Ryan Thomason

Geek Dad Report: Not So Handyman

Decrease Font Size Increase Font Size Text Size Print This Page

I’ll be honest. I’m not the best with a wrench or hammer/nail. Yes, I am the son of a contractor. My dad mainly did flooring, I can tile your house up to the ceiling if you want, but don’t ask me to take a look at that leaky faucet. I’m OK at reading a tape measure, if I’m not positive on a reading…I round up to the nearest one I actually do know. I bought a old ass house, one that was going to need some TLC. That is Tender Loving Care, not the TLC channel on TV. Though if they want to stop by and perform a renovation show, I’m not going to complain. I’m getting better though, I think. At least I have the basic knowledge, but still does it make me useful to save money and teach my kids to roll up their sleeves and fix things themselves?

I had a really cool set of tools, it had everything you could have wanted, a big part of it was bought at really cheap prices when I worked as a tool salesman for an Industrial Supply company. Not too long after we bought the house one night, some asshole broke into my tool area attached to my house that is 10 feet from my backdoor. They ran off with my big box of tools and weed whacker I had just bought and only used once. I’ve been rebuilding my tool kit as a pure “as needed” thing since, so when I needed a pipe wrench to fix my outdoor faucet that had a big crack in it, I got a pipe wrench. I consider myself pretty decent with cutting the old metal pipes in my yard and replacing it with PVC piping. At least, I haven’t had more 5 foot geysers erupting in the middle of my back yard where an old metal pipe had cracked at an elbow joint a foot into the ground.

If you are a geek dad like me, and you find it easier to look at the guts of your computer than stare at a set of wires for a light fixture. I have some suggestions for you. First off, take advantage of friends/family that is in the trade that you need repairing. A meal, cold drink and the cost of supplies is usually all you’ll end up having to pay. Second, when you have someone working on anything in your house, don’t have them do it while you are at work. Or, go sit down and watch TV or play games. If you have someone doing something on your house, it is your role to be the assistant, even if they don’t want one. Observe what they do, and pay attention, most importantly, ask questions. Yeah, the plumber may not be the nicest guy but whatever you pick up, might be useful toward whatever problem you have next.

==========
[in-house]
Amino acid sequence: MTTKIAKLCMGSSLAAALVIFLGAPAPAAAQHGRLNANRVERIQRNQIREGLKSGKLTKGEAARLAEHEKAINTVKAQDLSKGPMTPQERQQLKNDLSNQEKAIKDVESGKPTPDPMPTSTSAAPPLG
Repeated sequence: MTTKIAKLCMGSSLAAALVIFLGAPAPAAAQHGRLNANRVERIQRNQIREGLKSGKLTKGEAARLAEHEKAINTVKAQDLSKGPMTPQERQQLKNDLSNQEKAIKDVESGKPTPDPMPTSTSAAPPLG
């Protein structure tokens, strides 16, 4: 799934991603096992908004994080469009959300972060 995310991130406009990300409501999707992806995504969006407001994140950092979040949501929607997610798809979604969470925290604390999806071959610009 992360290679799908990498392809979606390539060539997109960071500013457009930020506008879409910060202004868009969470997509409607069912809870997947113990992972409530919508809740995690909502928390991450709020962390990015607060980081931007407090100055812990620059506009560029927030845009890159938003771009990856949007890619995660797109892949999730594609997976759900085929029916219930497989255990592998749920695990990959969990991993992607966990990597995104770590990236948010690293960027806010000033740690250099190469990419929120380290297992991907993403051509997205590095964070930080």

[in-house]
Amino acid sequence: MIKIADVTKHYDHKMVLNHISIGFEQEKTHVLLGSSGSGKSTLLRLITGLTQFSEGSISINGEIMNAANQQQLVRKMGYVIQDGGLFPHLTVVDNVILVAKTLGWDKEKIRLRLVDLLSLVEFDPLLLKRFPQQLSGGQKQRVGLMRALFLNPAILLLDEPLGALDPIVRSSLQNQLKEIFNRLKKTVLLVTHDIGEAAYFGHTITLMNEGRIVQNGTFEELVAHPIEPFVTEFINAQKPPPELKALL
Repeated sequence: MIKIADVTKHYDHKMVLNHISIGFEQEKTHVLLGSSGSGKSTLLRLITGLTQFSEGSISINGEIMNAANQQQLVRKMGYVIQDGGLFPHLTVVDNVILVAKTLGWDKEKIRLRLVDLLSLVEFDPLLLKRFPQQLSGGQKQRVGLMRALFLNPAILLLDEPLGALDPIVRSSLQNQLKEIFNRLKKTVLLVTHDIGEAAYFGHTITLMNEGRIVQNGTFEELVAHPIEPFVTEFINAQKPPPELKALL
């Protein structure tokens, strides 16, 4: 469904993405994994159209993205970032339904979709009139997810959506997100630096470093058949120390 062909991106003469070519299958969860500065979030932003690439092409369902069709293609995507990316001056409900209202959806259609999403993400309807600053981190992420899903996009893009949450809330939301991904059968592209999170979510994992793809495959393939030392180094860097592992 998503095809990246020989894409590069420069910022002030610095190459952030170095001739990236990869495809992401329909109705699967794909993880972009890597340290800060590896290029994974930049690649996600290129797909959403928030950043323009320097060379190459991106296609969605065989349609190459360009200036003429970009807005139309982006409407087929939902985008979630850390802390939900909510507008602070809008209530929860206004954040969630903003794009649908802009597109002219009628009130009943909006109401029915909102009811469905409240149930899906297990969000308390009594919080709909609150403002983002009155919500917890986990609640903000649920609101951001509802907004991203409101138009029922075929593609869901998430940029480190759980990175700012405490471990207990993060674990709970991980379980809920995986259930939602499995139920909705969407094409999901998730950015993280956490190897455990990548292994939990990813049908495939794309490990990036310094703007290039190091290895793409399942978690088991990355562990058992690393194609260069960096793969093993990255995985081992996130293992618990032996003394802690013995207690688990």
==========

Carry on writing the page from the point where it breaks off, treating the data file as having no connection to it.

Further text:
No matter what your spouse says, you fixing something yourself through trial and error, and a lot of cursing. Is always better than coughing up $300 for some guy to come out and fix your problem for you. Yes. You will have to probably go back and forth between your house and Home Depo/Lowes. Usually, if you can hunt down an employee in the section your need, they will give you tons of great advice on how to fix your problem. In the end though, think of it as investing in yourself. You get to build up a tool box, you get your hands dirty, and build your self esteem. Even if you are a complete moron with tools and can’t tell a hammer from a wrench, still try it yourself. You should probably talk to someone first about how to do it though. What I’m getting at here Geek Dads, is that we need to show the world that the modern man isn’t some soft plushy stereotype who is obsessed with electronics and comfortable living. You can be that, but there is nothing more Geeky and Dad than taking a pipe wrench positioning yourself under the kitchen sink, and trying to stop that drip that is annoying the hell out of you. If you’re lucky, you might get away with barking to your wife that you need a screwdriver. The drink, not the tool, hell, she might actually make it for you.

So, all you other not so handy mans out there, roll up your sleeves, a roll out your best curse words. It’s time to get back to basics and go old school geek. Lets show people we can work outside of the computer case and get stuff done.

Leave us a Comment